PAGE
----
I’d like to introduce you all to Mary Robinette Kowal, fantasy author and puppeteer extraordinaire. Also, did I mention she won a Hugo Award for Best Novellette in August? And that she accepted the award dressed as Jane Austen? So yeah, that’s how awesome she is.
Up until stumbling upon her book, Shades of Milk and Honey, I had never heard of Kowal before, which was very much my loss. Her work makes waves as it takes on an era of old with a splash of magic. True to her Hugo outfit, Shades of Milk and Honey is the first novel in a fantasy series (entitled Glamouri) based upon the time period in which Jane Austen wrote. The title character, Jane Ellsington, is described as a plain twenty-eight year-old, soon-to-be spinster whose only admirable quality is that she’s a whiz with glamour.
Yes, glamour. I had heard the term used before in Cassandra Clare’s City of Bones and Kowal operates using the same idea with deeper development and attention to detail: magic that creates illusions of grandeur and decoration. But where other books fall off as Lev Grossman put it regarding his novel The Magicians, “authors aren’t entirely concerned with how magic smells. How it tastes. How it feels when you work it”. Kowal is very much concerned with the mechanics behind operating glamour and the art of learning to spin illusions in the air. Jane utilizes glamour in order to create scents or sounds or to dress up the interiority of her parent’s house. While glamour can be used to enhance personal physical appearance, it comes at physical cost and can’t be maintained for extended periods of time as it causes fainting. Though self-critical, Jane never uses the glamour for personal use and instead utilizes her powers to create artistic enhancements to her environment. Though bitter regarding her position of impending spinster-hood, she soon attracts the notice of the dashing Mr. Dunkirk and finds herself vying for his attention in the competition of her feisty and fair-faced sister, Melody.
One of Kowal’s strengths in the novel is her ability to adopt Austen-esqe language. It’s artfully done and she never drops the voice of the era, down to Jane’s calculated reactions regarding decorum and propriety. I was a huge Austen fan in high school and even took an entire semester-long class devoted to her work and I almost wish my teacher would have added this book to the syllabus. While Kowal focuses on the centres of life in Austen-time like marrying off to powerful men in order to gain a place in society, she also provides her main character with an out. Where Elizabeth Bennett educated her mind and raged firmly against the institution of marriage, Jane Ellsington exploits her talent for glamour and tries to gain some form of meaning from life that wasn’t attached to a male.
The novel has it all, a loveable yet flawed protagonist, immersive detail and language that makes me want to sit in on delicious gossip from centuries ago and some pretty heart-throbbing male players. While Mr. Dunkirk flatters Jane’s glamour talent without coming off as fake, we behold Mr. Darcy’s long lost twin brother (or at least it felt like he was), Mr. Vincent.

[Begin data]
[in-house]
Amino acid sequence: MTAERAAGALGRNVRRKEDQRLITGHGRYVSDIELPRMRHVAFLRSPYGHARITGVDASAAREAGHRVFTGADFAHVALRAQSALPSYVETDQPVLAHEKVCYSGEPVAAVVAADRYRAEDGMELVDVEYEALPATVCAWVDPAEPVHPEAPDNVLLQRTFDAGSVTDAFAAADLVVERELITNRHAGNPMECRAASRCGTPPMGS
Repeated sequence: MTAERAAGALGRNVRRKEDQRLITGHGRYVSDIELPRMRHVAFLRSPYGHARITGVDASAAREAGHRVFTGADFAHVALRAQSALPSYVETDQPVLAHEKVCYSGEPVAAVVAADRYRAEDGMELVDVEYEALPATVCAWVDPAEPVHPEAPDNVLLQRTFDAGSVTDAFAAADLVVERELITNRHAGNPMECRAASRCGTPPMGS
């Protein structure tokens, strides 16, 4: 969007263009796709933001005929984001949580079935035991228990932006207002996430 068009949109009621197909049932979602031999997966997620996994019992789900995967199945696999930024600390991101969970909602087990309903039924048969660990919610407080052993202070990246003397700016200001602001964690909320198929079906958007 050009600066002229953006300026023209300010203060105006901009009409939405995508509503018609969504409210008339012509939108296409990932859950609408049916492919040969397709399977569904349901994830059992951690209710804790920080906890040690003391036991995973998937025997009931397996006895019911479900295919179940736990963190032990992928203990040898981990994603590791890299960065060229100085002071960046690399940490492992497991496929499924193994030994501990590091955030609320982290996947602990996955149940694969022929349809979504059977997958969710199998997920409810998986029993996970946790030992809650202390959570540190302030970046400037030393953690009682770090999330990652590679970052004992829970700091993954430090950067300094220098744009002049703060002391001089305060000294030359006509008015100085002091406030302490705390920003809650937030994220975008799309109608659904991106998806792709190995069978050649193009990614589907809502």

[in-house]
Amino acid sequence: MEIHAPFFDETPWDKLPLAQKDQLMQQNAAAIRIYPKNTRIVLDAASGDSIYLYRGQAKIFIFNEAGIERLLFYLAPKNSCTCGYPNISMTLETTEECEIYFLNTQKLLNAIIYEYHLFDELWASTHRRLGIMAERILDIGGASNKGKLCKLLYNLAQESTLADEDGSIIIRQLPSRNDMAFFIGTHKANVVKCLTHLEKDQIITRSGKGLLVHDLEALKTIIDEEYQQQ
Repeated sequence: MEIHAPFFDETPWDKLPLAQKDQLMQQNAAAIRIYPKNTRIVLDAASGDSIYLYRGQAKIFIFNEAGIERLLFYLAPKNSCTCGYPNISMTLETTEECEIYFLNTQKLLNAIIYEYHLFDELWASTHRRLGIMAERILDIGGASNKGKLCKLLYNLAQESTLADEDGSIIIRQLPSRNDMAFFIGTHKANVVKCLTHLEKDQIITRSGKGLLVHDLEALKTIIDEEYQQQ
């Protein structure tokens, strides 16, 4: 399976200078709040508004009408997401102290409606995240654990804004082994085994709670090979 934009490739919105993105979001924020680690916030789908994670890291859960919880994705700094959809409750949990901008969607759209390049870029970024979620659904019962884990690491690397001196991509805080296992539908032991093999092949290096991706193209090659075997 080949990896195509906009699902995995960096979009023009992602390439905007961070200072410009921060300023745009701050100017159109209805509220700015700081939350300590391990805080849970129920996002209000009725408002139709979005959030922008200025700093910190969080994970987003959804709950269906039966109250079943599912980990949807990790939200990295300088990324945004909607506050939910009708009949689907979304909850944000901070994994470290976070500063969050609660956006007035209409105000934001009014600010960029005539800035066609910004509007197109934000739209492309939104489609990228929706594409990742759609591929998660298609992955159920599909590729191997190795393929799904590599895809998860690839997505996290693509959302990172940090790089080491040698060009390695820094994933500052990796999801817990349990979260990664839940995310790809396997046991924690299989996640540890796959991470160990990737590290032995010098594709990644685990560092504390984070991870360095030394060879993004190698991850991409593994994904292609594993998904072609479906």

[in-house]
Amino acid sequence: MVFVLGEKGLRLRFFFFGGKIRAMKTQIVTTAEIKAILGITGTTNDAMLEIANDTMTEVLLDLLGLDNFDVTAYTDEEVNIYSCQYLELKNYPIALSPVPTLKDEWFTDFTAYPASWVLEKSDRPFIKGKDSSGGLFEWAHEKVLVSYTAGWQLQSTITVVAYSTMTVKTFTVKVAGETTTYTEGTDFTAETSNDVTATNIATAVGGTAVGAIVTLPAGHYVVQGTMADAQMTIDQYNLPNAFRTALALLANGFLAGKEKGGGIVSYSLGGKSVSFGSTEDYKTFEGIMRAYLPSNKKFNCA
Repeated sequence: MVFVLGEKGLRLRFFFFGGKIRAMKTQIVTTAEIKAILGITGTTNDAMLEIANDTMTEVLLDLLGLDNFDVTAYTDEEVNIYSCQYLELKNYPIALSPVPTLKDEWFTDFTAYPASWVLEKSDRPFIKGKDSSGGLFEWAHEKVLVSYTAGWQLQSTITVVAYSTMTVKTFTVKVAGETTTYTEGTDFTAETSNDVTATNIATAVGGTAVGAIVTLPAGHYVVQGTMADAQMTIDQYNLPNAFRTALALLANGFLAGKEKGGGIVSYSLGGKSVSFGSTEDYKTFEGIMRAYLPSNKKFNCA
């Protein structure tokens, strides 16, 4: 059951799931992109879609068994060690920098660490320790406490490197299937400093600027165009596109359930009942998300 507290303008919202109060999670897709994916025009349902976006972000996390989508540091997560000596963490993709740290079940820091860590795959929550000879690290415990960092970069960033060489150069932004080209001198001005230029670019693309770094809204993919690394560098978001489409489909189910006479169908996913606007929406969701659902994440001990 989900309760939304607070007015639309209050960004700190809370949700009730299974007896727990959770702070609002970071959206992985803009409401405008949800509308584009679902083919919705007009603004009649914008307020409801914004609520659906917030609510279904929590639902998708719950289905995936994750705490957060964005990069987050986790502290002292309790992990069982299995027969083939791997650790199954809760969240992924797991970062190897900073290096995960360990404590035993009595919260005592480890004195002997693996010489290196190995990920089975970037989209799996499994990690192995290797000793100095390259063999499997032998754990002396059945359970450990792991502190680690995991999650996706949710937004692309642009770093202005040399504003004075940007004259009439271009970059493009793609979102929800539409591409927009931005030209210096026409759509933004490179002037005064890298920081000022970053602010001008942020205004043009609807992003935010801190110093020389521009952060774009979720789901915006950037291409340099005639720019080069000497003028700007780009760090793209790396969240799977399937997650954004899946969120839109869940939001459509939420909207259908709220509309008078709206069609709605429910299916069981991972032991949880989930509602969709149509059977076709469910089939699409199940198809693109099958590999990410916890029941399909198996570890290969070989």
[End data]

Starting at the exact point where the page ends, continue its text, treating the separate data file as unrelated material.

Mr. Vincent is an artiste, a talented glamourist and his work soon draws Jane’s attention. She yearns to understand the mechanics behind his artistry although he claims that to know the mechanisms behind art is to ruin one’s appreciation for it. As the novel proceeds, it becomes quite apparent that Mr. Vincent is intent on sharing his artistic secrets, opening up about his methods and his troubled history. It isn’t romantic love we feel Jane have for Mr. Vincent, at least initially, but unadulterated gratitude. Mr. Vincent doesn’t so much as take Jane under his wing as he does claim partnership with her. He asks her to see glamour as more than just a light show, but a possibility for creating a dual, virtual reality of smoke and mirrors.
His views are enticing even to us readers. We read to escape in a similar way that Jane and others indulge in glamour as an escape from their true-to-life fantasies. And as other characters like Melody and Mr. Dunkirk’s younger sister partake in fantasies of a romantic kind, we soon become aware that imaginations in the fantastical sense appear to be much less harmful than those conducted within reality.
That being said, the plot of the novel is predictable and some of the relationships felt underdeveloped. If you’ve read any Jane Austen, you’ll appreciate Kowal’s bow to the master and her tropes, but it definitely isn’t full of twists, nor can it be described as a page-turner. And like most Austen novels, it ends in marriage (though of whom, you’ll have to read to find out). The main merit of the work lies in Kowal’s artistry and ability to merge magic seamlessly with a storyline we’ve heard echoes of before.
3.5 out of 5 stars.